Journalists have a duty to recognise that they don’t have all the facts. To be a journalist is to take a step back, to seek properly informed people, to discover various points of view, and to then cross-reference the data and finally, to make all the information accessible to as many people as possible.
It’s no wonder, then, that a “small” Canadian newspaper has taken on the task of painstakingly gathering information about the coronavirus and then communicate this data in a way that children can clearly understand. In less than five weeks, the paper’s team fully designed, illustrated, funded and produced a 64-page magazine to explain how the human body fights viruses like SARS-CoV2.
It’s in the nature of small newspapers like La Liberté to offer this kind of content, as they constantly have to reinvent themselves, often with limited means, or else run the risk of disappearing. La Liberté, 107 years old today, would not have survived without this drive to not only continue but also to thrive and excel.
While the start of the health crisis in March heralded the beginning of the end for several Canadian newspapers, Sophie Gaulin, editor-in-chief of the weekly, refused in no uncertain terms to let any such thing happen. To allow the drop in advertising revenues put an end to the paper’s mission to be of real service to the public was simply out of the question.
She therefore decided to recruit Jean-Eric Ghia, a scientific director and professor of immunology, to the project. She also found more than 20 sponsors to deliver this first-ever science magazine for children and teenagers.
Eschewing the daily information race that throngs newsrooms around the world, La Liberté’s teams went knocking on many doors. Those of professors, academics, and of the St. Boniface Hospital Research Centre – all those who could make a contribution to this educational endeavour.
The President and CEO of St. Boniface Hospital, Martine Bouchard, immediately responded to the request of La Liberté’s editor-in-chief.
“I was so pleased that St. Boniface Hospital Research was able to contribute to this first-of-its-kind youth science magazine, using the local expertise of our educators from the Youth BIOlab,” she says.
Fully funded by sponsors and funders, this project was then distributed free of charge in digital version, and in print, not only to subscribers of the French-language newspaper La Liberté, but also to subscribers of the English-language daily, the Winnipeg Free Press.
“A printed paper magazine is a way to reward our subscribers and those of the Winnipeg Free Press,” notes Gaulin. “Because in a world where information is given free of charge on almost all platforms, loyal subscribers must have a greater benefit. Since December 2019, we have been offering high-quality magazines. But this one is a little special, because it is for young people.”
The magazine is also available online for free at la-liberte.ca. But, proof of the readers’ attachment to their paper publication, it was the printed version that found the most resounding success.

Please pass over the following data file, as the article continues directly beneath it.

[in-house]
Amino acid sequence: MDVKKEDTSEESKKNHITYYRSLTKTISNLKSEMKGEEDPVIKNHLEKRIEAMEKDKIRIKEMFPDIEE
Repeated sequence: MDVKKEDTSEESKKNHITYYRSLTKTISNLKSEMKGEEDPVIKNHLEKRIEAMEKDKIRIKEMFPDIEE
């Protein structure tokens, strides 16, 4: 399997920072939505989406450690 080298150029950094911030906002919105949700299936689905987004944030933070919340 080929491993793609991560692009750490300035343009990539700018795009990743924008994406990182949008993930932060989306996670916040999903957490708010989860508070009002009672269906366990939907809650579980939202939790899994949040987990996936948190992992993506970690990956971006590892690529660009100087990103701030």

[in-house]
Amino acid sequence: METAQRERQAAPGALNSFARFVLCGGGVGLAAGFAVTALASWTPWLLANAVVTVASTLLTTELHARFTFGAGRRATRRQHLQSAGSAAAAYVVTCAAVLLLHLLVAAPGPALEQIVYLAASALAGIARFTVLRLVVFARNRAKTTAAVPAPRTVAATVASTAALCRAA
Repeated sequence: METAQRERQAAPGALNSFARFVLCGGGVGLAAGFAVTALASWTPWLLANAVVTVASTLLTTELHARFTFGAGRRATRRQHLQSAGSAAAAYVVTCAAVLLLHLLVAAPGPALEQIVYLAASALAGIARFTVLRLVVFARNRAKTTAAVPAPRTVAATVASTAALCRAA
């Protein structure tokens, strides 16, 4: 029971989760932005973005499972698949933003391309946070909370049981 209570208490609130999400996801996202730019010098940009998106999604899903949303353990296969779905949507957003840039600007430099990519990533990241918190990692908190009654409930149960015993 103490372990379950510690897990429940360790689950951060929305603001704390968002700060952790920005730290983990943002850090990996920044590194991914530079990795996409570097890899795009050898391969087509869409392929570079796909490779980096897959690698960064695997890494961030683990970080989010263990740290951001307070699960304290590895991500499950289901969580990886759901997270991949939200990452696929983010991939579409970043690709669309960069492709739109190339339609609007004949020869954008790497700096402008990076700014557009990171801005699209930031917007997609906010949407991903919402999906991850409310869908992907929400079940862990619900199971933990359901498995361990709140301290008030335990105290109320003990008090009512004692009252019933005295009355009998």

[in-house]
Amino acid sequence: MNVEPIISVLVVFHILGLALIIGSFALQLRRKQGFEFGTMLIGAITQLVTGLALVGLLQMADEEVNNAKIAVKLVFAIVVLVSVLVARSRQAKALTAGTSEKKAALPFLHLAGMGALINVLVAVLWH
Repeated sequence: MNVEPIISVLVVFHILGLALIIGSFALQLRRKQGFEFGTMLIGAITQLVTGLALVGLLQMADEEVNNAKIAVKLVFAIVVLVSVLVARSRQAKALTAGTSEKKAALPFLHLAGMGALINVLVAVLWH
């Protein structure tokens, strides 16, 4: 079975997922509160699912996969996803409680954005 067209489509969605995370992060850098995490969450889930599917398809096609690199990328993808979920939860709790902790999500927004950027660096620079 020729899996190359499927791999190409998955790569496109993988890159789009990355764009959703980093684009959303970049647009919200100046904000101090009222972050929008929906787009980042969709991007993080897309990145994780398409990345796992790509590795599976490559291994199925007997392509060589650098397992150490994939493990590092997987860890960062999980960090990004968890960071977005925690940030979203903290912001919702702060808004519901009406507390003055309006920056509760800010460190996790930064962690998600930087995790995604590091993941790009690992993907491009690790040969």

“On the first day of publication, we received a lot of calls, emails and messages on social media by people interested in how to subscribe and when the next magazine would appear. In fact, two whole pages of responses from our readers were published in our weekly,” – Sophie Gaulin, editor-in-chief
And the magazine is already slated to travel … “A professor of microbiology at the University of Manitoba asked us for permission to reproduce the magazine and send it to schools in Sierra Leone.”
A fundraising tool
If the positive response has allowed La Liberté to boost its subscriptions, there are other positives. Among which is that this brand new business model has a philanthropic component.
The newspaper has partnered with the Manitoba Children’s Hospital Foundation of Manitoba to help fund scientific research on the impact of COVID-19 on children. The back cover page has a message from the foundation’s CEO, Stefano Grande, which expresses things quite clearly:
“Children’s Hospital Foundation is proud to support this terrific made-in-Manitoba resource for kids and parents to better understand viruses like COVID-19. As a parent, I want to help my kids better cope in this time of unparalleled uncertainty. So tools and resources like this that will help ease fears and anxiety about topics like keeping themselves, their friends, their grandparents healthy and safe is invaluable.”
“Some of the money raised will cover the costs of creating and publishing the magazine, and the rest will go to scientific research. But if the funds exceed our expectations, the Foundation will then receive a credit to continue to advertise in our newspaper,” – Sophie Gaulin
The result of this virtuous circle of dynamic energy is a magazine containing 64 colourful pages, duly and properly documented, that allows verified information about a disease still unknown to be communicated at a child’s level. And a human adventure that allowed a newspaper to retain its staff in times of health crisis, while participating in the advancement of medical research. An experience that the director of La Liberté would be happy to share with her counterparts, through the many networks of publishers
In these times when good news seems to have almost disappeared, this one does a lot of good, in more ways than one.
La Liberté makes the content of its project available free of charge to any interested publisher. Publishers and WAN-IFRA Members interested in the content of the COVID project for young readers can email Sophie Gaulin at: email@example.com
By Barbara Gorrand, Independent journalist, France